• [0034]
    Similarly, computer infrastructures 102, 104 are only illustrative of various types of computer infrastructures for implementing the invention. For example, in one embodiment, computer infrastructure 102 and/or 104 may comprise two or more computing devices (e.g., a server cluster) that communicate over any type of wired and/or wireless communications link, such as a network, a shared memory, or the like, to perform the various process steps of the invention. When the communications link comprises a network, the network can comprise any combination of one or more types of networks (e.g., the Internet, a wide area network, a local area network, a virtual private network, etc.). Regardless, communications between the computing devices may utilize any combination of various types of transmission techniques.
  • [0035]
    As previously mentioned and discussed further below, in one embodiment, originator 60 includes an originator client 64 including an originator module 130. In addition, originator client 64 may include an originator instant message (IM) client 68 and an e-mail client 134. E-mail client 134 may include functionality similar to any now known or later developed e-mail clients such as Microsoft Outlook or Lotus Notes. Originator IM client 68 may include functionality similar to any now known or later developed IM client application including those for, for example, Yahoo Instant Messenger, AOL Instant Messenger, Microsoft Messenger, and Lotus Sametime. Recipient 70 includes a recipient client 132 including an e-mail client 136 (e.g., Microsoft Outlook or Lotus Notes) and a recipient module 140. In addition, recipient client 132 may include a recipient IM client 138. Recipient IM client 138 may include functionality similar to any now known or later developed IM client application including those for, for example, Yahoo Instant Messenger, AOL Instant Messenger, Microsoft Messenger, and Sametime. In addition, recipient IM client 138 may use an IM system protocol that is incompatible with that of originator IM client 68 or it may use the same IM system protocol.
  • [0036]
    Operation of each of these systems is discussed further below. However, it is understood that some of the various systems shown in FIG. 1 can be implemented independently, combined, and/or stored in memory for one or more separate computing devices that are included in computer infrastructure 102, 104. Further, it is understood that some of the systems and/or functionality may not be implemented, or additional systems and/or functionality may be included as part of environment 100.
  • [0000]
    III. Operational Methodology:
  • [0037]
    A. Originating Message:
  • [0038]
    FIG. 2 shows a flow diagram of one embodiment of operation of an originator client 64 including originator module 130 according to the invention. In particular, FIG. 2 shows one embodiment of operation where message 62 is composed as an instant message (IM). In this case, originator IM client 68, i.e., not e-mail client 134, or a composer 232 (FIG. 3) is used to compose an instant message. FIG. 3 shows a block diagram of one embodiment of an originator module 130 according to the invention, including a composer 232 and a transmitter 234.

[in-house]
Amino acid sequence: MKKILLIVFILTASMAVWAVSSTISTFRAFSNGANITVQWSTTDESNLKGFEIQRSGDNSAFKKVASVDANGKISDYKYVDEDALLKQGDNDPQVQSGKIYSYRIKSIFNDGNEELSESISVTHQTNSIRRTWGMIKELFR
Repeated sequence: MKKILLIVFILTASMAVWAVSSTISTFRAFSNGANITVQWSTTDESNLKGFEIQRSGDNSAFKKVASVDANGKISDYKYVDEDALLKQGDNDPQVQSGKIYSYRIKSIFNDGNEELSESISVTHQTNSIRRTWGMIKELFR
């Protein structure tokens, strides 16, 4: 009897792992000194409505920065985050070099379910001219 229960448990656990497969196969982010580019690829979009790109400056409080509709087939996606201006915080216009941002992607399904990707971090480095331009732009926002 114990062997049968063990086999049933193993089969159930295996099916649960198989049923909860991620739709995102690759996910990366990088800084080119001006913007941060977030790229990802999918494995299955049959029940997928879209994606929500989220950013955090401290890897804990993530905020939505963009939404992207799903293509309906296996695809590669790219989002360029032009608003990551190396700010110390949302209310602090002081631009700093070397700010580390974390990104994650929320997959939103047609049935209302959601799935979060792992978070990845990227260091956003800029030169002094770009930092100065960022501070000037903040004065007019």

• [0039]
    Referring to FIGS. 1-3, in a first step S1, a user of originator 60 composes message 62 as an instant message. In one embodiment, originator IM client 68 may be used to compose message 62, i.e., it provides a composer. Alternatively, a composer 232 may be provided as part of originator module 130. As noted above, originator IM client 68 may include functionality similar to a client application for any now known or later developed IM system including, for example, Yahoo Instant Messenger, AOL Instant Messenger, Microsoft Messenger, and Lotus Sametime. As known in the art, originator IM client 68 or composer 232 may provide a graphical user interface (GUI) for, inter alia, inputting content to the message and selecting recipients. For example, FIG. 4 shows an exemplary IM GUI 200 showing a thread of messages including message 62 that includes the text by “Abbott” of: “Well, let's see, we have on the bags, Who's on first, What's on second, I Don't Know is on third. . . . ” In one embodiment, when a user starts a conversation (chat) and composes a message using originator IM client 68 or composer 232, the user may specify a title for the IM (optional), an e-mail address of who the user is starting a conversation with (possibly picked from a buddy list), and enters the text of message 62.
  • [0040]
    Returning to FIGS. 1-3, in step S2, transmitter 232 of originator module 130 transmits message 62 using an e-mail protocol via distributed e-mail system(s) 66. This is in contrast to conventional systems that would transmit message 62 in an IM system protocol that may be unusable by a recipient. The e-mail protocol may be any now known or later developed protocol for use by distributed e-mail system(s) 66 and various e-mail clients 134, 136. In one example, the e-mail protocol may include, for example, simple mail transfer protocol (SMTP). SMTP is one standard e-mail protocol on the Internet and part of the TCP/IP protocol suite. SMTP defines the message format and the message transfer agent (MTA), which stores and forwards the mail. Message 62 is communicated via conventional distributed e-mail system(s) 66 to one or more recipient(s) 70. Although transmitter 232 is shown as part of originator module 130, in FIG. 3, it is understood that the transmitting functionality may be invoked using e-mail client 134. Alternatively, where an e-mail client 134 is not present, originator module 130 may include e-mail client functionality sufficient to transmit an e-mail. As shown in FIG. 4, if message 62 is part of an ongoing conversation, message 62 may be sent in a body 206 of the message plus the last few exchanges to give it context.